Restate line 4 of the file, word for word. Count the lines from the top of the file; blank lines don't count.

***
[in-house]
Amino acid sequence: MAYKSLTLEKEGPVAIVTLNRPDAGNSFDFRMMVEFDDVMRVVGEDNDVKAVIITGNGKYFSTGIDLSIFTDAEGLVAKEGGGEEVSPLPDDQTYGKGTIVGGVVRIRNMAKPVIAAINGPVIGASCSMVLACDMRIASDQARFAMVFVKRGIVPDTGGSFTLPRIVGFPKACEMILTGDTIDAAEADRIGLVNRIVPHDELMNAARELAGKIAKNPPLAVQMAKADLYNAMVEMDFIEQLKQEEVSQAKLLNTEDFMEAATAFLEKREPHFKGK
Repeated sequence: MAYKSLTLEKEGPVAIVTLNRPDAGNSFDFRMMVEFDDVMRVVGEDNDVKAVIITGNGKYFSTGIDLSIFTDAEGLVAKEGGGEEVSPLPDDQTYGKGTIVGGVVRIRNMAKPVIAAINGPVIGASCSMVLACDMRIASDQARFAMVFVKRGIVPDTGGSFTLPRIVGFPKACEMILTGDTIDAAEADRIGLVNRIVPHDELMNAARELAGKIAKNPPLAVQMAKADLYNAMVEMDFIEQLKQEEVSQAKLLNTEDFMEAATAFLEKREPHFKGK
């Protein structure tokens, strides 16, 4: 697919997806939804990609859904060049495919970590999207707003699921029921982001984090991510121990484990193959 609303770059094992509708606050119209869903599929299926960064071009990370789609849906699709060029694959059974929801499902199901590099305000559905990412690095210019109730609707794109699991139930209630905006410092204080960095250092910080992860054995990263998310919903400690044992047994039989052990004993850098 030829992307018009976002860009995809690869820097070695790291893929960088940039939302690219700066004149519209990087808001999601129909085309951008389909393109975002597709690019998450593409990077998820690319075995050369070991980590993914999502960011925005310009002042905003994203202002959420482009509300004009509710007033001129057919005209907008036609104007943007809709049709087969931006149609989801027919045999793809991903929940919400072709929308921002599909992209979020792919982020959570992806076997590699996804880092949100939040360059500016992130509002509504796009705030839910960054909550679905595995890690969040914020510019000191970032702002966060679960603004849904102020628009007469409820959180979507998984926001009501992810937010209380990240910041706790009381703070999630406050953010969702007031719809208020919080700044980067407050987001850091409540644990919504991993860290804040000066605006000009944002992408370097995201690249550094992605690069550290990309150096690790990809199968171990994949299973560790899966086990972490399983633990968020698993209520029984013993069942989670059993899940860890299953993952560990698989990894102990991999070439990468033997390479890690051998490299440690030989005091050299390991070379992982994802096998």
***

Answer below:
């Protein structure tokens, strides 16, 4: 697919997806939804990609859904060049495919970590999207707003699921029921982001984090991510121990484990193959 609303770059094992509708606050119209869903599929299926960064071009990370789609849906699709060029694959059974929801499902199901590099305000559905990412690095210019109730609707794109699991139930209630905006410092204080960095250092910080992860054995990263998310919903400690044992047994039989052990004993850098 030829992307018009976002860009995809690869820097070695790291893929960088940039939302690219700066004149519209990087808001999601129909085309951008389909393109975002597709690019998450593409990077998820690319075995050369070991980590993914999502960011925005310009002042905003994203202002959420482009509300004009509710007033001129057919005209907008036609104007943007809709049709087969931006149609989801027919045999793809991903929940919400072709929308921002599909992209979020792919982020959570992806076997590699996804880092949100939040360059500016992130509002509504796009705030839910960054909550679905595995890690969040914020510019000191970032702002966060679960603004849904102020628009007469409820959180979507998984926001009501992810937010209380990240910041706790009381703070999630406050953010969702007031719809208020919080700044980067407050987001850091409540644990919504991993860290804040000066605006000009944002992408370097995201690249550094992605690069550290990309150096690790990809199968171990994949299973560790899966086990972490399983633990968020698993209520029984013993069942989670059993899940860890299953993952560990698989990894102990991999070439990468033997390479890690051998490299440690030989005091050299390991070379992982994802096998």